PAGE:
Every year, people die of heart attacks. And often, it's the first heart attack that's fatal. Every year, you hear of some talented, presumably fit young athlete who drops dead--and it turns out to be a previously unsuspected heart defect. So school athletic programs take all kinds of precautions: no workouts in hot weather, lots of breaks, rehydration, training, fitness work. Medical exams designed to specifically target potential heart problems.

 

And every year, another athlete or two--or more--dies of a heart attack.

 

I think anesthesia deaths are like that. You can study, you can test, you can prescribe--and you still can't prevent them.

Edited by KF_in_Georgia

15060353021_97558ce7da.jpg
Kathy and Q (CRT Qadeer from Fuzzy's Cannon and CRT Bonnie) and
Jane (WW's Aunt Jane from Trent Lee and Aunt M); photos to come.

Missing Silver (5.19.2005-10.27.2016), Tigger (4.5.2007-3.18.2016),
darling Sam (5.10.2000-8.8.2013), Jacey-Kasey (5.19.2003-8.22.2011), and Oreo (1997-3.30.2006)

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I'm so sorry for your loss. I can imagine how you must feel in losing your beloved to ... no good, knowable reason. :(

 

There are studies for appropriate anaesthesia protocols. Probably more of them in the professional veterinary journals than in stuff for laypeople.

 

My own vet tends to use less premedication for sighthounds, and to keep the doses minimal. Even so, we had one who didn't want to wake up. The dog did wake up. We were lucky. No science involved there, just sheer dumb luck.

Star aka Starz Ovation (Ronco x Oneco Maggie*, litter #48538), Coco aka Low Key (Kiowa Mon Manny x Party Hardy, litter # 59881), and mom in Illinois
We miss Reko Batman (Trouper Zeke x Marque Louisiana), 11/15/95-6/29/06, Rocco the thistledown whippet, 04/29/93-10/14/08, Reko Zema (Mo Kick x Reko Princess), 8/16/98-4/18/10, the most beautiful girl in the whole USA, my good egg Joseph aka Won by a Nose (Oneco Cufflink x Buy Back), 09/22/2003-03/01/2013, and our gentle sweet Gidget (Digitizer, Dodgem by Design x Sobe Mulberry), 1/29/2006-11/22/2014, gone much too soon. Never forgetting CJC's Buckshot, 1/2/07-10/25/10.

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A friend of mine lost her beloved (heart dog) grey to an anaesthesia death a couple of weeks ago. It wasn't a heart attack.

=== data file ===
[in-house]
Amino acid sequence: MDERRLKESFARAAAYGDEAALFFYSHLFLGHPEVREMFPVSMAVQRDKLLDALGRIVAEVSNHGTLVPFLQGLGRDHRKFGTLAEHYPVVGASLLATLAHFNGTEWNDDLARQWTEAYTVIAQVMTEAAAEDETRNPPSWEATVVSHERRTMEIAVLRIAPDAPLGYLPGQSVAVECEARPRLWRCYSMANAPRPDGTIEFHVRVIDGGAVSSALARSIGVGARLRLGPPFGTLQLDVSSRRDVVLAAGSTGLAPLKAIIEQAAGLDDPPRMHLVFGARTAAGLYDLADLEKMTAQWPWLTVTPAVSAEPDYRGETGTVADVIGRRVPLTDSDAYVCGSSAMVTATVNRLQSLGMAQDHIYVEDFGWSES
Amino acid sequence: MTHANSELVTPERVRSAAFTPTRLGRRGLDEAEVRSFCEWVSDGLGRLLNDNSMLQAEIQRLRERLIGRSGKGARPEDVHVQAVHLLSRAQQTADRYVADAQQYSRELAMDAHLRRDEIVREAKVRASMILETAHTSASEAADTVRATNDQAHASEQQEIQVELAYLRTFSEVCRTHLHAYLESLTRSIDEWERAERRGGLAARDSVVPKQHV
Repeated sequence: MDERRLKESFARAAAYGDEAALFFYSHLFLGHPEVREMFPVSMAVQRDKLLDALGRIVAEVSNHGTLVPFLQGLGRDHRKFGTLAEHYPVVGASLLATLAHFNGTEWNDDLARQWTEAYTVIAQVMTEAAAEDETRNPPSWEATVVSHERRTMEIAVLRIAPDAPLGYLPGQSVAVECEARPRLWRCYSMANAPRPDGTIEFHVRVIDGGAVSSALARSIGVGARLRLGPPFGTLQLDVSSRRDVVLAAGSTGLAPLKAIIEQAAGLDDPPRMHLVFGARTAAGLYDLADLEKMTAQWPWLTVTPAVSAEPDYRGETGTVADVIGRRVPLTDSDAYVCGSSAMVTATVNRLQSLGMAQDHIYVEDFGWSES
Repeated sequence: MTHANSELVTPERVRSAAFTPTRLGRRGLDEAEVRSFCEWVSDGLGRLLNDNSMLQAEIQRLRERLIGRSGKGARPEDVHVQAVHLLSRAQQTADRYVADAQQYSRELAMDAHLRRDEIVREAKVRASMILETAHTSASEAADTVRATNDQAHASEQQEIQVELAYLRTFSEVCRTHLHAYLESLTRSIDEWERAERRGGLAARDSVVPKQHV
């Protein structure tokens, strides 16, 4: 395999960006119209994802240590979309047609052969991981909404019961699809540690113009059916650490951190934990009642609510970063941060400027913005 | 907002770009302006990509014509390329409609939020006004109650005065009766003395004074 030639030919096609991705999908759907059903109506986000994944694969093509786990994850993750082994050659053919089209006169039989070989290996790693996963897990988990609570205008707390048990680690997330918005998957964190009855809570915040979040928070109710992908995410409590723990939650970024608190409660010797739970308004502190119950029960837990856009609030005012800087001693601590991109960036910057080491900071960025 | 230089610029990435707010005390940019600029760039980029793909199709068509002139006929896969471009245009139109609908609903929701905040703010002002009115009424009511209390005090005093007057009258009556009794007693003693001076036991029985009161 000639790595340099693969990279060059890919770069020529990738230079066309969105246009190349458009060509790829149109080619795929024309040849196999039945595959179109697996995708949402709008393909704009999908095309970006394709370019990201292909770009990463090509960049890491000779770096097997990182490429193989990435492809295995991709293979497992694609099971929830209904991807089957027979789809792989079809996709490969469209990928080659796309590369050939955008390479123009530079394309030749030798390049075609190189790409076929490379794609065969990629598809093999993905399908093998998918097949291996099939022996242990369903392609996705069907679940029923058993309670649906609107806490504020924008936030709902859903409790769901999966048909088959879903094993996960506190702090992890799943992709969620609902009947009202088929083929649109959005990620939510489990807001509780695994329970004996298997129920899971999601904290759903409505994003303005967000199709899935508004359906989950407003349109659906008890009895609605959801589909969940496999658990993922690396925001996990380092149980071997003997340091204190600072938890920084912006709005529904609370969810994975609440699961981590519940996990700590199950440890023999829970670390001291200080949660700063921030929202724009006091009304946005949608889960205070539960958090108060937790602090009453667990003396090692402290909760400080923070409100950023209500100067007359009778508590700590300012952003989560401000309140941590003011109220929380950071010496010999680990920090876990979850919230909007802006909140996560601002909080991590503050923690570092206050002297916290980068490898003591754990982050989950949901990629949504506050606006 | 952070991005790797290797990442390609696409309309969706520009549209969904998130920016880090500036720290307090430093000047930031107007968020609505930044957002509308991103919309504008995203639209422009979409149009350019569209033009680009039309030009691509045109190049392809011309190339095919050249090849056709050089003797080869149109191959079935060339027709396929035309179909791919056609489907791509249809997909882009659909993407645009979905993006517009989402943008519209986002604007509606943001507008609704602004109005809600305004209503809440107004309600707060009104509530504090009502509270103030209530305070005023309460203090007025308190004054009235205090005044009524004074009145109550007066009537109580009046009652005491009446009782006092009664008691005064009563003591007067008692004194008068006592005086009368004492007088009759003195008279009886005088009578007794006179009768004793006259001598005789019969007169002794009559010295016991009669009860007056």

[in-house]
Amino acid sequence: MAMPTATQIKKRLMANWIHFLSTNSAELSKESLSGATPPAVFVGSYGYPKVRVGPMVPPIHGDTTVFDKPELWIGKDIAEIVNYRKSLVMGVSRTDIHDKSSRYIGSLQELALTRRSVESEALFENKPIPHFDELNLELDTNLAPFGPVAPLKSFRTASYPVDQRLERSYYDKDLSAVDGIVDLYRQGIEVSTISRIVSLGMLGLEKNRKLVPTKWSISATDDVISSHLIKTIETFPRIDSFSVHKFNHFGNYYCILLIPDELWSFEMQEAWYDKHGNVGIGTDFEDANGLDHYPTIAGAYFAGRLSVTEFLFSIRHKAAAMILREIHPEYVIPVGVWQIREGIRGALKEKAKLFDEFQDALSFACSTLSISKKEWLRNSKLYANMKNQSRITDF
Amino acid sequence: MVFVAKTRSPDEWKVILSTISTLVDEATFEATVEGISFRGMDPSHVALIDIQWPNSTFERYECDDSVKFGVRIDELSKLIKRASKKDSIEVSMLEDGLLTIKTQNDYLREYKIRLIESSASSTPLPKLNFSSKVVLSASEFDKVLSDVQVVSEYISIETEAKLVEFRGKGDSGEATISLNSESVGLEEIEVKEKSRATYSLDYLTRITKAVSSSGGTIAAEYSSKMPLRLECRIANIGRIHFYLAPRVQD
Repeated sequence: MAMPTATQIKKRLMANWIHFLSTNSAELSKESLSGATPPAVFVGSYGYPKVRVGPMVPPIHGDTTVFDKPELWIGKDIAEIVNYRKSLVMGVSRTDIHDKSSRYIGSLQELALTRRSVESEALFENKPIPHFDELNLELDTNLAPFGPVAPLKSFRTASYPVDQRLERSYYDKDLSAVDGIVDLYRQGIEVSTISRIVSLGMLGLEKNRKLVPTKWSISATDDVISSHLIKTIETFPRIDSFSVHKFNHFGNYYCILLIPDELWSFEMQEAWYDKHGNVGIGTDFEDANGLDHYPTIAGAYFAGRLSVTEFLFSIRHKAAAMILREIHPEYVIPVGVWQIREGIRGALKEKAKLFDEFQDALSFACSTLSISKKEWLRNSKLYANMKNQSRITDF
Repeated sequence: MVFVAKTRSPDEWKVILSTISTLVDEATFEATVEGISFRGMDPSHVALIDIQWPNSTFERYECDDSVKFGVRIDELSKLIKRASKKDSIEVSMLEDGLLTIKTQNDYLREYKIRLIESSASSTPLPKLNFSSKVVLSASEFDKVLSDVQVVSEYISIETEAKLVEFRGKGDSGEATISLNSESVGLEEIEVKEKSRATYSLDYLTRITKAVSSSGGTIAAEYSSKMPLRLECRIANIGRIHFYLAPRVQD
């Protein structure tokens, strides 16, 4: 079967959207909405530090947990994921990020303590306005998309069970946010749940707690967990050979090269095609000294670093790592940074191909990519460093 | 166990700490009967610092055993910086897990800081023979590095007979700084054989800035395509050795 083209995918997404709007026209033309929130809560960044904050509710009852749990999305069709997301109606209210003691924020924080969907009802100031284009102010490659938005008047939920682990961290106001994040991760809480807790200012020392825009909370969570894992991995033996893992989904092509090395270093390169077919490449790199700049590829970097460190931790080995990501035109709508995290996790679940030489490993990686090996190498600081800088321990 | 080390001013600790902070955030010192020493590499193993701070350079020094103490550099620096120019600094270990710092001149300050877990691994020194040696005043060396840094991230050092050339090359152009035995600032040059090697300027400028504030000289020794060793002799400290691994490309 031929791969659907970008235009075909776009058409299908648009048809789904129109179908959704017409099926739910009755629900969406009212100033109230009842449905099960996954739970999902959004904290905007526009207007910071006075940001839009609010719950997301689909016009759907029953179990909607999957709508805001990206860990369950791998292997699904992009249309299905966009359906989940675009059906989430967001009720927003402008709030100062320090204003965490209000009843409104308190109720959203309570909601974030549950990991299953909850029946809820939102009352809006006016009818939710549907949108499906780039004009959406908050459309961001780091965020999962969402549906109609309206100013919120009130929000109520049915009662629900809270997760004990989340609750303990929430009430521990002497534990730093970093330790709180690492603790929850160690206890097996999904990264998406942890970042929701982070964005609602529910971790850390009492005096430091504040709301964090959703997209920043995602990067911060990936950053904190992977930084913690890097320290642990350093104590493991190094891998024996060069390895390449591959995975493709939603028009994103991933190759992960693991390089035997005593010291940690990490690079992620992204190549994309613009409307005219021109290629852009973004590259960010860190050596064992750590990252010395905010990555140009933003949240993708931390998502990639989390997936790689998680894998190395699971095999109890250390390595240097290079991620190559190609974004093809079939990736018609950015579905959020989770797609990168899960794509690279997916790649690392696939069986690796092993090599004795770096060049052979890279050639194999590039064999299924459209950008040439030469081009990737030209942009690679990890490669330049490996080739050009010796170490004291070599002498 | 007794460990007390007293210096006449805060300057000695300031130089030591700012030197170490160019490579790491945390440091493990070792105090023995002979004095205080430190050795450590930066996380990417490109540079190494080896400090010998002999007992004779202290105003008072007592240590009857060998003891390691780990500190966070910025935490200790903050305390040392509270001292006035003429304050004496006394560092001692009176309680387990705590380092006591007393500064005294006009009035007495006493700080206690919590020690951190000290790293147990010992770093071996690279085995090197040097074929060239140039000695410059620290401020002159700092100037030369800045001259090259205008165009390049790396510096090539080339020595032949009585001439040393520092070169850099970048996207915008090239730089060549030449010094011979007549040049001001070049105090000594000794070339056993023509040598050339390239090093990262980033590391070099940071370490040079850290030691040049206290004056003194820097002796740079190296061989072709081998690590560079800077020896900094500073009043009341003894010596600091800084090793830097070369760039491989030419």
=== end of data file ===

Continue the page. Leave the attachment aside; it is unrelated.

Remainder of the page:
He broke his ulna and radius, and it was a compound fracture. It happened on a Saturday after the vets were closed. She couldn't get her own vet out, but managed to find one open who took him in, stabilized the leg with a Robert Jones splint and put him on pain-killers and an antibiotic drip until surgery could be done after the weekend. Someone was there 24/7.

 

When they did the op it all went well. Bones were plated, and the dog was stable right up to the time he began to overheat and then they simply couldn't stop it. It appears they did all the right things (a greyhound specialist here was consulted after the event because my friend was so angry and he said he wouldn't have been able to do anything more and would probably have lost him, too).

 

It wasn't malignant hyperthermia, because he'd been anaesthetised before with no problems at all, and so have all his siblings. It was just a tragic, unforsee-able and catastrophic accident. Apparently, hyperthermia can happen simply with enough stress.

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The plural of anecdote is not data

Brambleberry Greyhounds My Etsy Shop

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I am very sorry that you lost Addie this way. I would be same as you, asking the question why? I don't much about anesthesia but am extremely sensitive whenever our vet mentions it and it's the last thing I want to do unless we have no choice.

Kyle with Stewie ('Super C Ledoux, Super C Sampson x Sing It Blondie) and forever missing my three angels, Jack ('Roy Jack', Greys Flambeau x Miss Cobblepot) and Charlie ('CTR Midas Touch', Leo's Midas x Hallo Argentina) and Shelby ('Shari's Hooty', Flying Viper x Shari Carusi) running free across the bridge.

Gus an coinnich sinn a'rithist my boys and little girl.

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I, too, lost a dog after a dental. All was well. I had even spoken with the vet about how to care for her when she came home. I was to go up there so I could be the first face she saw when she was totally awake. A few minutes later, I get a call to hurry because she arrested. My vet did all she could but couldn't bring my baby back. I was at least able to say good bye and hold her as she left. Gah, this still makes me sob.

 

I so understand you pain. My vet and the staff was almost as distraught as I was. I never saw my vet cry like she did that day.

 

Hugs to you.

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Cindy with Miss Fancypants, Paris Bueller, Zeke, and Angus 
Dante (Dg's Boyd), Zoe (In a While), Brady (Devilish Effect), Goose (BG Shotgun), Maverick (BG ShoMe), Maggie (All Trades Jax), Sherman (LNB Herman Bad) and Indy (BYB whippet) forever in my heart